Lightweight tripod
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Sarah Uecker
(DeterminedHiker) - F
Lightweight tripod on 03/19/2011 21:39:42 MDT Print View

I'm looking for a good lightweight tripod that is inexpensive. I know that's pretty much unheard of, but I thought I would give it a shot. My budget for this unfortunately is practically nonexistent. I used to have a Manfrotto 055XPRO that weighed 4.6lbs, which I later sold. Fantastic tripod, but lugging it up hills was not exactly fun.

I love doing long exposures, so a monopod won't cut it. My camera body weighs 29.3 oz., probably closer to 5lbs with my biggest lens so with I'd prefer a tripod with a max bearing weight >7lbs.

Any ideas? I don't mind a shorter, more cheaply made tripod because eventually (when I have the $$$) I will be replacing it with something better. It don't mind bending down to look through the view finder, I just don't want to have to kneel down every time I use it. Am I just stuck buying a 4.5lb tripod until I can afford to pay for carbon fiber? Does anyone use tabletop tripods? I have a gorillapod, but I'm not happy with it for hiking.



ETA: I'm thinking of getting a SLIK PRO 330 DX. The head is removable, so I can replace it with the ballhead I have. That should bring the weight down to about 2 lbs. Then later I can get the shorter center column option (I never extend the center column by more than an inch or two) which will further cut down the weight. Does anyone have experience with the SLIK PRO 330 DX?

Edited by DeterminedHiker on 03/19/2011 22:05:39 MDT.

Bob Gross
(--B.G.--) - F

Locale: Silicon Valley
Re: Lightweight tripod on 03/19/2011 22:09:07 MDT Print View

This is not a perfect solution, but it may be a starting point.

Years ago, before I got a big carbon fiber tripod and before I had really heavy lenses, I thought I knew what I wanted in an aluminum tripod. I wandered around some chain camera shop (Ritz?) and found several models by Sunpak. They start around 3 pounds and go up, varying by maximum height. I think I got the 3.3 pound model. Each has the same pan-tilt head on top with a QR mount and QR plate. Over time, and after destruction of some of them by stupidity, I think I purchased my third one. Some came with an extra QR plate, so I have a collection of QR plates to go on multiple cameras or lenses. The good news was that most of them cost me only $30-40 each.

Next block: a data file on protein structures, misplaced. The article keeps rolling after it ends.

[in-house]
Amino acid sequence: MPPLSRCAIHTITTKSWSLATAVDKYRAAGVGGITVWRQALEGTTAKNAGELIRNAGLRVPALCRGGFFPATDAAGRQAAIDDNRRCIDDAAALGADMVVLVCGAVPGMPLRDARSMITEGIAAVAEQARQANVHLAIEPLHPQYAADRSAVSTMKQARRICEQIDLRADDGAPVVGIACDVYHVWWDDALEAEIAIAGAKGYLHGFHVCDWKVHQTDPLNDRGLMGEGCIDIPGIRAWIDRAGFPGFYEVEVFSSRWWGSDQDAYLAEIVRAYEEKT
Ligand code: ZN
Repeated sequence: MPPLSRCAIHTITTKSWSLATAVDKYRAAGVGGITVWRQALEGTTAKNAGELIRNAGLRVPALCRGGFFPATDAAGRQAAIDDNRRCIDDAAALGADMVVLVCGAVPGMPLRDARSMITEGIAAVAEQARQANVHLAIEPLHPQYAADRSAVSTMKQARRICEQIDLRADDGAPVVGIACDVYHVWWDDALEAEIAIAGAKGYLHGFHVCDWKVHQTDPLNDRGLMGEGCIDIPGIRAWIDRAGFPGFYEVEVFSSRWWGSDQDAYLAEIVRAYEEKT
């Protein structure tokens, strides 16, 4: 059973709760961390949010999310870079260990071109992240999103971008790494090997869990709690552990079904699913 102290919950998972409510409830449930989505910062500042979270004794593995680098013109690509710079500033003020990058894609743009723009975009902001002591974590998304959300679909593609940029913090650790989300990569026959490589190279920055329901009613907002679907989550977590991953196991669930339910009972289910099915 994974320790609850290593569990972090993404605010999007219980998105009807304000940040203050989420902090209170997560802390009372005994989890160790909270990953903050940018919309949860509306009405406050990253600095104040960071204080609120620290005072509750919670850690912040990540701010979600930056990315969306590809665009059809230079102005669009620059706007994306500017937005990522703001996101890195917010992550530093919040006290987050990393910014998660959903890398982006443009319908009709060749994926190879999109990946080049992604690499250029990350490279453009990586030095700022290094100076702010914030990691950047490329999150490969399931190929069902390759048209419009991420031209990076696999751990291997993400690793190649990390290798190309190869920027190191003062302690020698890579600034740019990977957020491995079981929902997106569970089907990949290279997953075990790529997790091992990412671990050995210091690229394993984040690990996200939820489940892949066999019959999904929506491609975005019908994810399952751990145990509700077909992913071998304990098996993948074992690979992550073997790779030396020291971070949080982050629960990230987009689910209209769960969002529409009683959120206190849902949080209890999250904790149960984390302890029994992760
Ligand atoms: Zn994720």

The big carbon fiber tripods are nice and sturdy, but they tend to be long when collapsed. I like something that I can just strap into a side pocket on my backpack.

SLIK PRO 330 DX looks like the one that I backpacked with for about twenty years until the plastic parts underneath the head started breaking. Twenty years isn't bad.

--B.G.--

Edited by --B.G.-- on 03/19/2011 22:11:19 MDT.

Sarah Uecker
(DeterminedHiker) - F
Thanks! on 03/19/2011 22:56:41 MDT Print View

Thanks for the insight B.G. I'd be happy if it lasted for 20 years! I think I got spoiled by the Manfrotto, except for the weight it was my perfect tripod. But 80% of the photography I do requires walking/hiking and it just isn't suited for trips more than a few miles. I just have this aversion now to anything that isn't huge name brand Manfrotto/Bogen/Gitzo etc.

But for what I want, and the very few dollars I can put towards it, I think the SLIK will work well. It's better than what I have now, which is no tripod at all.

Bob Gross
(--B.G.--) - F

Locale: Silicon Valley
Re: Thanks! on 03/19/2011 23:15:59 MDT Print View

Sarah, I mentioned this the other day in another thread. I also purchased a tripod that weighs only 17 oz, and elevates to a maximum of 50 inches, pan-tilt head with QR. I purchased it at Target (cheap, maybe $15?). I would not go so far as to call it a great tripod, because it is obviously flimsy. It has no load rating, so you are on your own with that spec.

However, I will put a $1500 camera on it with a $500 lens, and I will weight down the feet with rocks so that the wind can't tip it over. That works for me.

--B.G.--